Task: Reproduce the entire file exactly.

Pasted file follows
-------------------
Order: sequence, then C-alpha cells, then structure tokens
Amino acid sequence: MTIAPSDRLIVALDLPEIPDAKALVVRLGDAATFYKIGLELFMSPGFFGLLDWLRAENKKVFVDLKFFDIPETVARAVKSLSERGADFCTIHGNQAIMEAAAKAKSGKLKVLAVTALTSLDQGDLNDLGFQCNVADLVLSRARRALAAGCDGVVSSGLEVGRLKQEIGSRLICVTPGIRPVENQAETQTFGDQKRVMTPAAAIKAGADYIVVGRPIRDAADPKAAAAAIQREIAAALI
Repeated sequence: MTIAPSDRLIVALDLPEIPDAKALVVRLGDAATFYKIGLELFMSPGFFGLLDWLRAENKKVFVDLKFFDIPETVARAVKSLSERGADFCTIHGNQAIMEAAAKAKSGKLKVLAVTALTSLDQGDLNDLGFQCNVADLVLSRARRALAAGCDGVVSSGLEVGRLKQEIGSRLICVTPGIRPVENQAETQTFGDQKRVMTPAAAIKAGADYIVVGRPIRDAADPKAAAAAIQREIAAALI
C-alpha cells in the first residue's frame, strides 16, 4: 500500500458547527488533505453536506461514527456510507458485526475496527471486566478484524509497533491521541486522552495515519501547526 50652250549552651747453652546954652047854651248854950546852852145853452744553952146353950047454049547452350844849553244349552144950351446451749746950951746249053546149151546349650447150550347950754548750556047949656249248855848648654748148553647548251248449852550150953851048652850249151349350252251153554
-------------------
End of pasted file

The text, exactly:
Order: sequence, then C-alpha cells, then structure tokens
Amino acid sequence: MTIAPSDRLIVALDLPEIPDAKALVVRLGDAATFYKIGLELFMSPGFFGLLDWLRAENKKVFVDLKFFDIPETVARAVKSLSERGADFCTIHGNQAIMEAAAKAKSGKLKVLAVTALTSLDQGDLNDLGFQCNVADLVLSRARRALAAGCDGVVSSGLEVGRLKQEIGSRLICVTPGIRPVENQAETQTFGDQKRVMTPAAAIKAGADYIVVGRPIRDAADPKAAAAAIQREIAAALI
Repeated sequence: MTIAPSDRLIVALDLPEIPDAKALVVRLGDAATFYKIGLELFMSPGFFGLLDWLRAENKKVFVDLKFFDIPETVARAVKSLSERGADFCTIHGNQAIMEAAAKAKSGKLKVLAVTALTSLDQGDLNDLGFQCNVADLVLSRARRALAAGCDGVVSSGLEVGRLKQEIGSRLICVTPGIRPVENQAETQTFGDQKRVMTPAAAIKAGADYIVVGRPIRDAADPKAAAAAIQREIAAALI
C-alpha cells in the first residue's frame, strides 16, 4: 500500500458547527488533505453536506461514527456510507458485526475496527471486566478484524509497533491521541486522552495515519501547526 50652250549552651747453652546954652047854651248854950546852852145853452744553952146353950047454049547452350844849553244349552144950351446451749746950951746249053546149151546349650447150550347950754548750556047949656249248855848648654748148553647548251248449852550150953851048652850249151349350252251153554